Sharks play an essential rol in the health of our oceans

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European Elasmobranch Association – Annual Meeting 2015 in Peniche, Portugal

By Dorien Schröder,

EEA 2015, Samuel Gruber at the Bimini Field Station holds a tagged shark

EEEA 2015, Samuel Gruber at the Bimini Field Station holds a tagged shark”

The conference started off with Dr. Samuel Gruber talking about his amazing career in shark research, although he was talented enough to become a professional ballet dancer or a pilot! He spoke about how getting malignant lymphoma literally made him ‘run for his life’ in his career, producing papers about shark senses, bioenergetics and eventually opening the Bimini Shark Lab. The Bimini Shark Lab has been doing some amazing research over the past 25 years, some of which was presented at the conference. Doc Gruber also showed some beautiful footage that was taken there, including of him as a midwife for a lemon shark and freediving with a hammerhead, the shark he was originally fearing and got him into shark research – and that he got to love.

From the Bimini Shark Lab, Liam Dickson presented a research showing similar behaviour of sharks in semi-captivity compared to the wild. Robert Bullock used accelerometers to show the small sharks rest in the mangroves during high tide.



The conference also had a lot of researchers coming in from the Azores, with Jorge Fontes finding kite fin and six gill sharks responded quickly to short term protection of deep sea communities. Pedro Afonso, Frederic Vandeperre and Ana Filipa Sobral presenting on the presence of whale sharks, blue sharks and devil rays. They all found mainly adult individuals that seek out the seamounts during the summer months with warmer waters. This is interesting in connection with the research Rui Coelho presented where smaller blue sharks can be found in the higher latitudes in both the Atlantic and Indian Ocean. Other research from Portugal was presented by Ana Couto, who found basking sharks in the south, particularly during periods of low sea surface temperature, low chlorophyll and about one month after upwelling. Rui Rosa found the chlorophyll and upwelling to be important too for the presence of the smooth hammerhead, although this species prefers a high sea surface temperature.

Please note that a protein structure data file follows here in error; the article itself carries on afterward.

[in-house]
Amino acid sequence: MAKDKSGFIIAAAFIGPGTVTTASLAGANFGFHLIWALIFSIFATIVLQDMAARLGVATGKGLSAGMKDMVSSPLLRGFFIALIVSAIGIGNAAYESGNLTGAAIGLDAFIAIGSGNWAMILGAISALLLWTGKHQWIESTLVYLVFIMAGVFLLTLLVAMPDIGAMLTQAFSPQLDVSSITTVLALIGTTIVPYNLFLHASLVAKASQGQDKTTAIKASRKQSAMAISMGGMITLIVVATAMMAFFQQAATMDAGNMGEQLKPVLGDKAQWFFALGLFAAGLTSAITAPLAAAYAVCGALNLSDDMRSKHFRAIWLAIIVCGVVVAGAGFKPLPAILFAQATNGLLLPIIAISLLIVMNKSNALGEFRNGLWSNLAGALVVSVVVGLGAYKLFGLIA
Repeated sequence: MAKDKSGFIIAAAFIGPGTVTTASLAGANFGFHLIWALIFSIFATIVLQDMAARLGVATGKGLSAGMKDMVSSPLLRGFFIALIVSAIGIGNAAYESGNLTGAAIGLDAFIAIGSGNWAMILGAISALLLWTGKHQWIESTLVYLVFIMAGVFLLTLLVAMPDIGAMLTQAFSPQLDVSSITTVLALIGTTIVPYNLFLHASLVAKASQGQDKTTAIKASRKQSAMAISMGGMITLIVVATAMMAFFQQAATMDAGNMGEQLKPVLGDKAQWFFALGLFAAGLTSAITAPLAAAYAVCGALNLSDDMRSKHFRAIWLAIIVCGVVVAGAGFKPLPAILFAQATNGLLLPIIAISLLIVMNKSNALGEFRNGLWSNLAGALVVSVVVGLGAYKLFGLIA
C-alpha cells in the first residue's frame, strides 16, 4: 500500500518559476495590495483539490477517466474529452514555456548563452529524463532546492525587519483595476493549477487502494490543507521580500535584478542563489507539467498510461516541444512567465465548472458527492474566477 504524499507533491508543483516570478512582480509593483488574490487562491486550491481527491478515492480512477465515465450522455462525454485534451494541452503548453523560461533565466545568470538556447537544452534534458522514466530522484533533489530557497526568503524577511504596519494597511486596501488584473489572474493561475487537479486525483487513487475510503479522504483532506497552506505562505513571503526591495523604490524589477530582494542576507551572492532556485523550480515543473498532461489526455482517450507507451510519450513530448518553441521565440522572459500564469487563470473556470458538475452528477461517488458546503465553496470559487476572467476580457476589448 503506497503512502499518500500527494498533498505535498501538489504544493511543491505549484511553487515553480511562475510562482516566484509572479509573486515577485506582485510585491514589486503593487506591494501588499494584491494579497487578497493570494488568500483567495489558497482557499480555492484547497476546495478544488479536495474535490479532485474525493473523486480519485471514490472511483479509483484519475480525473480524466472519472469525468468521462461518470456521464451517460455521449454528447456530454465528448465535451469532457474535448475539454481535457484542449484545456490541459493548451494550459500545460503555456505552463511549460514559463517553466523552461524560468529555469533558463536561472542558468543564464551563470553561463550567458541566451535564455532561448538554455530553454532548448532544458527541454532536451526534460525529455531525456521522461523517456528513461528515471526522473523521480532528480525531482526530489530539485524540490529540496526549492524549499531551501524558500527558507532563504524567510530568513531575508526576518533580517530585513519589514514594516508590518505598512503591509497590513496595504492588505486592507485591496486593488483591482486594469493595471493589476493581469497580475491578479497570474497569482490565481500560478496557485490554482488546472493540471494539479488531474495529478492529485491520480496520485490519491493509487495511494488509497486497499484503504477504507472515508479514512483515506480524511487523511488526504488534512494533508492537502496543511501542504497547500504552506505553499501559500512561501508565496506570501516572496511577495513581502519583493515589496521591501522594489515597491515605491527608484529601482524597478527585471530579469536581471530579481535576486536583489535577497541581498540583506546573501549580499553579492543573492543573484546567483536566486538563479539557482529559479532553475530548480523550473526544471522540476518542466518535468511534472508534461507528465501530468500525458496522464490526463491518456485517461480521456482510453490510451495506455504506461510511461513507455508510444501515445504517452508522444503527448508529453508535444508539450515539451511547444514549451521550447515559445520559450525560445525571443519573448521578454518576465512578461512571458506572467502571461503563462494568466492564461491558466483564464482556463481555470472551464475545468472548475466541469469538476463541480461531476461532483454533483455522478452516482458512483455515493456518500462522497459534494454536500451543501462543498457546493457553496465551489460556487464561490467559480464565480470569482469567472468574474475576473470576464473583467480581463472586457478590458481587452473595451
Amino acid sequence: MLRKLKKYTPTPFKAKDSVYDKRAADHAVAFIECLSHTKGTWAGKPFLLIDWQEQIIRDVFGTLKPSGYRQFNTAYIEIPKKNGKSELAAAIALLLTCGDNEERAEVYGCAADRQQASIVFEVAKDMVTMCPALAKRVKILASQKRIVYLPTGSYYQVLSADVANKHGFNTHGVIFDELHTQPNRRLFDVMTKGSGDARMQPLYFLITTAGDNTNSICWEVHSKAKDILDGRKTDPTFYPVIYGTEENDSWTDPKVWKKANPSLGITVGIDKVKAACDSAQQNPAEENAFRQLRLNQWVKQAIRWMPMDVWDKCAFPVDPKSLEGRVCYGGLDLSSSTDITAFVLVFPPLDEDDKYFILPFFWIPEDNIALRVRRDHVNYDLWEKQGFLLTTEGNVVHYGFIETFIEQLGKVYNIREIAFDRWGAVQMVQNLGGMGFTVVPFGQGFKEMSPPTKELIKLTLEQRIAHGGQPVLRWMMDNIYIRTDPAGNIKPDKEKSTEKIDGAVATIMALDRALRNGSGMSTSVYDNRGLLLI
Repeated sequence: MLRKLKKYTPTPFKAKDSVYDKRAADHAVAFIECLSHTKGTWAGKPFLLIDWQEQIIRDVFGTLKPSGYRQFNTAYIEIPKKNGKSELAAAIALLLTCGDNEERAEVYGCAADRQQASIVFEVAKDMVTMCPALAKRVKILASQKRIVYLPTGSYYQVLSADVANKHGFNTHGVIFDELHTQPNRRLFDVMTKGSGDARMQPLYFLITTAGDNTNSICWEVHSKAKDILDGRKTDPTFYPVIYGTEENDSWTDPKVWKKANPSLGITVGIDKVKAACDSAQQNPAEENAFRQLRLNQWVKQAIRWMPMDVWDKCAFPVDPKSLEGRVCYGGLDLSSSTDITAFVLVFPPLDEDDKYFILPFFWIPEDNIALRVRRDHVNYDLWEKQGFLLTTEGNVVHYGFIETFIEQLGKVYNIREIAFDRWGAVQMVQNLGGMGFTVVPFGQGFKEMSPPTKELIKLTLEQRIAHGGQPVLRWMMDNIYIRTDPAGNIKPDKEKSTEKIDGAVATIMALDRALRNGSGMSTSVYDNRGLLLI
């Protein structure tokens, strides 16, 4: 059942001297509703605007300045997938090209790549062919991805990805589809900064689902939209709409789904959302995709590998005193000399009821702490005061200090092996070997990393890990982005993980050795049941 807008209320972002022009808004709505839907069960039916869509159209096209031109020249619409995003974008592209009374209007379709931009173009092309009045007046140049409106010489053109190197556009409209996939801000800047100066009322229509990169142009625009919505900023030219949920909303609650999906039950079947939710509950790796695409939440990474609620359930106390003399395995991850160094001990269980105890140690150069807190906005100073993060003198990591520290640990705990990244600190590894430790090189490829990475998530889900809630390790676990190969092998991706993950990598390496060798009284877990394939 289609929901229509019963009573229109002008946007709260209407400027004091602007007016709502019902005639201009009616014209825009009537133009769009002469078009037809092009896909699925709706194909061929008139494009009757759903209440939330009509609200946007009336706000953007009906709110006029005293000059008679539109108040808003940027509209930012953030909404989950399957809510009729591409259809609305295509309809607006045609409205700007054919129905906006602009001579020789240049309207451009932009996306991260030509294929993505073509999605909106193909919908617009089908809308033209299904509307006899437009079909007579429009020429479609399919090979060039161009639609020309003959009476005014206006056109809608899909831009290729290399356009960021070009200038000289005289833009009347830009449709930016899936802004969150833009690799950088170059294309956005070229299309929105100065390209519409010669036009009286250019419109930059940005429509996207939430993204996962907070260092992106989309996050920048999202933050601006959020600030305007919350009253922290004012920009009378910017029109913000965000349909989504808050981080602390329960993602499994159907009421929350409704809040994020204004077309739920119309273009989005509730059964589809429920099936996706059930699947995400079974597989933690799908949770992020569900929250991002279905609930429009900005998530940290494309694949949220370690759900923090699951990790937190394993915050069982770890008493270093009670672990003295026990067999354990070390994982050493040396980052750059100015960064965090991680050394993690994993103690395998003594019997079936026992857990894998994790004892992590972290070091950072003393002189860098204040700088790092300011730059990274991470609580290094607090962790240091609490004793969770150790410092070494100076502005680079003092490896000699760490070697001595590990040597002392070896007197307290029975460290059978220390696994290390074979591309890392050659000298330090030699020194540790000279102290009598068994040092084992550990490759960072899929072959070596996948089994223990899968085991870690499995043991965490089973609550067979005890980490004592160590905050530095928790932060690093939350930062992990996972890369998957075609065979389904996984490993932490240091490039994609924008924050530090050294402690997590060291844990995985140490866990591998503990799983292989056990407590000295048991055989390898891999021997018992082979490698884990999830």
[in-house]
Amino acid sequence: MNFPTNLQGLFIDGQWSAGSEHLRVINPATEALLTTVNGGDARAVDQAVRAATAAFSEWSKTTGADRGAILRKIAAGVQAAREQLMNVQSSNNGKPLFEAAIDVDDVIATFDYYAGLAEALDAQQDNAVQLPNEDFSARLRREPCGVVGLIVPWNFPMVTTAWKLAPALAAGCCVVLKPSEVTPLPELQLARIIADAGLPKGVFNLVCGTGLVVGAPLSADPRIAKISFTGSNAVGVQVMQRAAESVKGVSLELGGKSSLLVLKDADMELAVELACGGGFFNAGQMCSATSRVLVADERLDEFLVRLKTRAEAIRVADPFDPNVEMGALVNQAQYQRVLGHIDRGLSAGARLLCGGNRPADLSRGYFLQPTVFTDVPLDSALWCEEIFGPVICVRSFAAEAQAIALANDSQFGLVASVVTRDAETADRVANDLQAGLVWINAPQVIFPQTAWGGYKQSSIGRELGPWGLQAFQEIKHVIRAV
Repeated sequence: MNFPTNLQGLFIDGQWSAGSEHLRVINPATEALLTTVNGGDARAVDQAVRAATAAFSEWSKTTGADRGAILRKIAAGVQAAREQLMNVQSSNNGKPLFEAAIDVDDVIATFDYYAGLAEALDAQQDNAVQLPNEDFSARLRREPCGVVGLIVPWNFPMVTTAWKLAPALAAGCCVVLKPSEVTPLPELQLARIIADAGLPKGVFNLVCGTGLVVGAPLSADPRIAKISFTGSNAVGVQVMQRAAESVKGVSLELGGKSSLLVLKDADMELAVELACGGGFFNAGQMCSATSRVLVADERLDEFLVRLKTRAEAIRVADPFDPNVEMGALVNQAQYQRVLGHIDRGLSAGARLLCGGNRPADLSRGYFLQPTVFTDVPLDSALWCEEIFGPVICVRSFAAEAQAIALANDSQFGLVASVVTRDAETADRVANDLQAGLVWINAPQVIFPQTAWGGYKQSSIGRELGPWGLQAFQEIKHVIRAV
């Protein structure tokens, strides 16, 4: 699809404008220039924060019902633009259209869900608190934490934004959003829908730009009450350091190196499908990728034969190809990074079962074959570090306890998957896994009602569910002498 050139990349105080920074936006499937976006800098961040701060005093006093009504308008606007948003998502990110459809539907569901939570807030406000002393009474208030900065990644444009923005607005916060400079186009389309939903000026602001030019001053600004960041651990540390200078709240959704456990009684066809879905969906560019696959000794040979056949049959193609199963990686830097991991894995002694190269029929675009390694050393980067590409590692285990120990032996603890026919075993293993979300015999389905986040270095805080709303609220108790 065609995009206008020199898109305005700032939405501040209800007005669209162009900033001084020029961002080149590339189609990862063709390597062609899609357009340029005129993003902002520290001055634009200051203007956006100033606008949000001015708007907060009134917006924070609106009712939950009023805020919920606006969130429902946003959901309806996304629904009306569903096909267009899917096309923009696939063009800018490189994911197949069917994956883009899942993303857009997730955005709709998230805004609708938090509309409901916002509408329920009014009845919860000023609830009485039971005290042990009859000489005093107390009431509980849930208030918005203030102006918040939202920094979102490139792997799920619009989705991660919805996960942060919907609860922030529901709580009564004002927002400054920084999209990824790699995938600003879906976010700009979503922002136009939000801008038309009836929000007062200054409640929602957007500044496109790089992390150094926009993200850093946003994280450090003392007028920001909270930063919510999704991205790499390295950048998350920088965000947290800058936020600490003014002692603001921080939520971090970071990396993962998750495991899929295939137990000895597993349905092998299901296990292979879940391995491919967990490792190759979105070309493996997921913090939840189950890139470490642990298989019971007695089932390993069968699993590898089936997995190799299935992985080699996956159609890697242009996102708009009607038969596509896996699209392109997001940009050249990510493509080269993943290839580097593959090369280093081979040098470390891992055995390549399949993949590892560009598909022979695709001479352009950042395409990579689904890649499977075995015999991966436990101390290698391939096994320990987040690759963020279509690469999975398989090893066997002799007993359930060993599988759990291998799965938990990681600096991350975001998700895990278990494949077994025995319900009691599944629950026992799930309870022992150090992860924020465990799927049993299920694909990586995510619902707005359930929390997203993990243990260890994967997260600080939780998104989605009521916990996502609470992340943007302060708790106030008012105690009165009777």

A few interesting finds were presented at the conference too, with Pablo Garcia Salinas showing angular rough sharks feeding on eggcases, Alba Martin-Lázaro finding hermaphroditism in velvet belly lantern shark, Eva Meyers tagging angelsharks underwater and Simone Strandvad building a trawl simulator to test stress response in small-spotted catsharks.


Irene Kingma introduced the Save Our Sharks project, for which the Dutch Shark Society is involved in social media support, images and video

Irene Kingma introduced the Save Our Sharks project, for which the Dutch Shark Society is responsible for social media support, images and video

The last day was almost entirely devoted to conservation with talks on science-based management by Sarah Fowler and Ali Hood. Simon Dedman and Daniela Rosa presented their research using computer modelling to calculated preferred habitat and growth respectively. Using computer models can be especially important in the protection of species we know very little about. Irene Kingma presented the new Save Our Sharks Project in the Dutch Caribbean.
Too much interesting research was presented during the conference to write down, hopefully it will help us protect sharks and rays and educate people on the importance of their conservation.

Dutch Shark Society sincerely thanks APECE, Joao Correia and his team for the orgamisation and hospitality!!



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